Bhiwadi, pollution, Swiss firm IQAir, Rajasthan
The most polluted city in India is Bhiwadi in Rajasthan, according to Swiss firm IQAir I Representational Pic

The most polluted city in India is Bhiwadi in Rajasthan

A new report reveals that in 2022, India had twelve out of the fifteen most polluted cities in Central and South Asia, with Bhiwadi being the country’s most polluted city with an annual PM2.5 level of 92.7 g/m3.

According to the report by Swiss firm IQAir released on Tuesday, India’s annual average PM2.5 level in 2022 was 53.3 g/m3, slightly lower than the 2021 average of 58.1.

Last year, 12 of the 15 most polluted cities in the Central and South Asia were in India with Bhiwadi being the most polluted city in the country at an annual PM2.5 levels of 92.7 g/m3.

Also Read: India is home to 39 of the world’s 50 most polluted cities: Report

The report also stated that roughly 60 per cent of cities in India included in this report experienced annual PM2.5 levels of at least seven times higher than the WHO guideline.

The transportation sectors contribution to PM2.5 varies from 20 to 35 per cent across Indian cities.

The report noted that stubble (crop residue) burning is also an important challenge in the region but is an episodic phenomenon confined to a few areas, including Delhi.

In 2022, India relaxed environmental compliance rules for coal mines which allowed for increased production in response to power outages exacerbated by extreme heatwaves.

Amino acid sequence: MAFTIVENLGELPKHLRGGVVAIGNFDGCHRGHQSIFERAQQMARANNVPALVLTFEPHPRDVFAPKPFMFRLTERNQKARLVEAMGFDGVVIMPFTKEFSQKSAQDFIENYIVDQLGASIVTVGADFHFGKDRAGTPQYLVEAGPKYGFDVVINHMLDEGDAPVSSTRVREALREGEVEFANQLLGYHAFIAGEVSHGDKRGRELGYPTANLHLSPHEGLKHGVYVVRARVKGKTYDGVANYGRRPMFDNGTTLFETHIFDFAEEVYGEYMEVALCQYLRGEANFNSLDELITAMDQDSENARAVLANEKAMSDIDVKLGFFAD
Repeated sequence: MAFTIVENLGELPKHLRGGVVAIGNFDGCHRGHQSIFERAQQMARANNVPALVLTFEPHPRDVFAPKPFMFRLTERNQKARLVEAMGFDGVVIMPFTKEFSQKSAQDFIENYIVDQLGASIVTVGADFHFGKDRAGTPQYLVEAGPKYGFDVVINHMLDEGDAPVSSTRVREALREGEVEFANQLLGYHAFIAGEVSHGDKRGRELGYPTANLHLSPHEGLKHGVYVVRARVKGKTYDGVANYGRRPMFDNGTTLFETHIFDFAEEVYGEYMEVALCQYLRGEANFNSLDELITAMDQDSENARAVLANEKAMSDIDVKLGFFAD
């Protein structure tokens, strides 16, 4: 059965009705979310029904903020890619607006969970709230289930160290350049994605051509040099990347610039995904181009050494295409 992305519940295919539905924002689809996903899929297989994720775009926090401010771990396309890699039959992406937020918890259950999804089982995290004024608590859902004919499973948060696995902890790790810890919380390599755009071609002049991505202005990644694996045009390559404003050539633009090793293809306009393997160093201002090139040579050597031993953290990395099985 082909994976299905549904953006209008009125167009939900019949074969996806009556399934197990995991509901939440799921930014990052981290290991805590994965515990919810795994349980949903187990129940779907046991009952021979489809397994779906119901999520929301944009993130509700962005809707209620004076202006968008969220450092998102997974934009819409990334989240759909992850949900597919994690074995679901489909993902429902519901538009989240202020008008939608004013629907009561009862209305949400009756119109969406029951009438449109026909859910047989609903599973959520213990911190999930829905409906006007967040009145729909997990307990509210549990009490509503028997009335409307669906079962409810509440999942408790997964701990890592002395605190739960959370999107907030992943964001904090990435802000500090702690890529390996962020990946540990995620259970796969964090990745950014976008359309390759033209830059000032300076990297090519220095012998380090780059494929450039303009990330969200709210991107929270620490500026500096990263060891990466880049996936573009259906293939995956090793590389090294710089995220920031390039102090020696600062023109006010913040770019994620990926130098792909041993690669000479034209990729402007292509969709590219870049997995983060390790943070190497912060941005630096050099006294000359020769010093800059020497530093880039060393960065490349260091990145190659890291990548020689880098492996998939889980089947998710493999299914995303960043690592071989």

Also Read: Kejriwal cites media report: Delhi not among world’s most polluted cities

In November, steam coal/thermal coal imports hit a 10-month low and total coal production increased 11.7 per cent to 75.9 million tons.

The report said air quality monitoring has increased over the past years in India, but the country still lacks the ability to track the progress of reduction strategies through an effective and reliable emissions inventory.

A comprehensive national emission database is critical in determining sectoral emission reductions needed to meet the targeted 40 per cent reduction in particulate concentrations by 2026 outlined in the National Clean Air Programme (NCAP), the report said.

The ability to attribute emissions to their respective sources is necessary to monitor the progress of emissions-lowering initiatives, it said.

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